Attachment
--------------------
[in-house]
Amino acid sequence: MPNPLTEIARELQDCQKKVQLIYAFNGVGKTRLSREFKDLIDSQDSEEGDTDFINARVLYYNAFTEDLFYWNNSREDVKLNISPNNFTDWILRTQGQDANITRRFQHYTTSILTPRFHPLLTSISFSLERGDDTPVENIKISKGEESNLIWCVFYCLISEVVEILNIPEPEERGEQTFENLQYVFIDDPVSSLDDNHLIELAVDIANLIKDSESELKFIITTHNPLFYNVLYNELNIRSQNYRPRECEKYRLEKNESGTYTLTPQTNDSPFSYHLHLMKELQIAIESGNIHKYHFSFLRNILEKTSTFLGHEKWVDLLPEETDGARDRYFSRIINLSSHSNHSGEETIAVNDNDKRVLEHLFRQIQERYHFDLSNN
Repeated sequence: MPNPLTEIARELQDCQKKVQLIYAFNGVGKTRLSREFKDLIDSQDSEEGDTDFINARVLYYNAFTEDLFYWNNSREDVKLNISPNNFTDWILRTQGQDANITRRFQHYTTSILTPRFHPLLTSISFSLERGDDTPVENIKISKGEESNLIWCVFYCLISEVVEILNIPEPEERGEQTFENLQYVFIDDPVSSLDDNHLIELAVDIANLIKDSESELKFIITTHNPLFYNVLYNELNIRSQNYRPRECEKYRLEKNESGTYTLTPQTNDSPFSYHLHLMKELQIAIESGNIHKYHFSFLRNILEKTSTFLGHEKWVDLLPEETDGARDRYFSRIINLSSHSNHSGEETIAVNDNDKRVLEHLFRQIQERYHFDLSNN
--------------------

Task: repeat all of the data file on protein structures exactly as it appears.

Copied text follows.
[in-house]
Amino acid sequence: MPNPLTEIARELQDCQKKVQLIYAFNGVGKTRLSREFKDLIDSQDSEEGDTDFINARVLYYNAFTEDLFYWNNSREDVKLNISPNNFTDWILRTQGQDANITRRFQHYTTSILTPRFHPLLTSISFSLERGDDTPVENIKISKGEESNLIWCVFYCLISEVVEILNIPEPEERGEQTFENLQYVFIDDPVSSLDDNHLIELAVDIANLIKDSESELKFIITTHNPLFYNVLYNELNIRSQNYRPRECEKYRLEKNESGTYTLTPQTNDSPFSYHLHLMKELQIAIESGNIHKYHFSFLRNILEKTSTFLGHEKWVDLLPEETDGARDRYFSRIINLSSHSNHSGEETIAVNDNDKRVLEHLFRQIQERYHFDLSNN
Repeated sequence: MPNPLTEIARELQDCQKKVQLIYAFNGVGKTRLSREFKDLIDSQDSEEGDTDFINARVLYYNAFTEDLFYWNNSREDVKLNISPNNFTDWILRTQGQDANITRRFQHYTTSILTPRFHPLLTSISFSLERGDDTPVENIKISKGEESNLIWCVFYCLISEVVEILNIPEPEERGEQTFENLQYVFIDDPVSSLDDNHLIELAVDIANLIKDSESELKFIITTHNPLFYNVLYNELNIRSQNYRPRECEKYRLEKNESGTYTLTPQTNDSPFSYHLHLMKELQIAIESGNIHKYHFSFLRNILEKTSTFLGHEKWVDLLPEETDGARDRYFSRIINLSSHSNHSGEETIAVNDNDKRVLEHLFRQIQERYHFDLSNN